“Convergence is the biggest story in media and entertainment today. Hollywood studios are investing millions in online television, people are reading newspapers on their iPhones and bloggers and YouTube are turning even presidential election campaigns into homegrown affairs. By the end of the decade, we might all be watching Lost on our shoe phones. Accordingly, we are doing some convergence of our own, and today announce the birth of a new and expanded media desk for The Times, joining reporters and editors from Business Day and Culture under one banner to cover media news for both desks. ... It will feed the news needs of both, as well as the feature wells of Sunday Business and Arts & Leisure, among other outlets.”
The real story behind this move is that the paper’s top editors want to shake the staff covering movies, TV, Big Media, advertising and related beats out of what is perceived as a stupor. “The top of the masthead want more media stories. They want newsier reporting, and they want people to work harder,” a source explained to me. “No one has said that, but it’s obvious.” (Certainly to me and the Wall Street Journal.)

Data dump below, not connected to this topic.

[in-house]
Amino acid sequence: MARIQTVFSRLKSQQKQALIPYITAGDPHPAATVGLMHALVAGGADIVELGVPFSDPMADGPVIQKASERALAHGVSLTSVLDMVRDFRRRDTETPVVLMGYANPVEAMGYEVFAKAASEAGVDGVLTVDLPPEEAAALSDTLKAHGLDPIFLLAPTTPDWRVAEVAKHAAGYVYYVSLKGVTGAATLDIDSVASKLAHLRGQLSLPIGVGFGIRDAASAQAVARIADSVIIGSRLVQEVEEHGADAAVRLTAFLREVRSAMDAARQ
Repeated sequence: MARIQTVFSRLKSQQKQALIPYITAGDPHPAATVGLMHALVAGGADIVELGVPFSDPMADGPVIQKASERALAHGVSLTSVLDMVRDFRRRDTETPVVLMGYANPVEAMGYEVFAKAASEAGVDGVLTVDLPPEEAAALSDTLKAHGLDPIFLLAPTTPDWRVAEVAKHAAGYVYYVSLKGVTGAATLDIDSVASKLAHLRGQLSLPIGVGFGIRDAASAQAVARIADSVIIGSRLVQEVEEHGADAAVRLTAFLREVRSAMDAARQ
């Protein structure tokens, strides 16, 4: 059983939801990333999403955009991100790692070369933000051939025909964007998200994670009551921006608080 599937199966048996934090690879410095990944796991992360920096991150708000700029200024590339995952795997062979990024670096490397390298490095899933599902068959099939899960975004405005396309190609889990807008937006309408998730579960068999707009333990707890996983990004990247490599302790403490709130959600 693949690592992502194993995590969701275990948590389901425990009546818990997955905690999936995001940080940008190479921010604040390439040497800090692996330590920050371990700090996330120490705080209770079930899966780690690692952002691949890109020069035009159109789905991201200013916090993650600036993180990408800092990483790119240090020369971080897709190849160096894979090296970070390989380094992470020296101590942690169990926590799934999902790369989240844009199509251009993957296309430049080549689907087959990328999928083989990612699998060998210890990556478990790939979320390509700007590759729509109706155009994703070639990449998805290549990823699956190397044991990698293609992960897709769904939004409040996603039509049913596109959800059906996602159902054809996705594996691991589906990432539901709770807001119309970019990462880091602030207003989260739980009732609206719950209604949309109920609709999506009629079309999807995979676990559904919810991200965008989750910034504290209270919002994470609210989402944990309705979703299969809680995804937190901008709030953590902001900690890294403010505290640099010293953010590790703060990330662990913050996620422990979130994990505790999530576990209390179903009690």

The Media editors and reporters announced on Tuesday draw equally from the Business and Culture sections, including movies and television, yet there are some important names missing. Bruce Headlam, currently the editor of the Monday edition of Business Day, will top-edit the Media desk. Underneath him will be editors Rick Lyman and Steve Reddicliffe. The reporters will be Tim Arango, Brooks Barnes, Bill Carter, Michael Cieply, Stephanie Clifford, Stuart Elliott, Richard Perez-Pena, Motoko Rich, Jacques Steinberg, Brian Stelter and Ed Wyatt. Editors and writers alike will answer to both business editor Larry Ingrassia and culture editor Sam Sifton.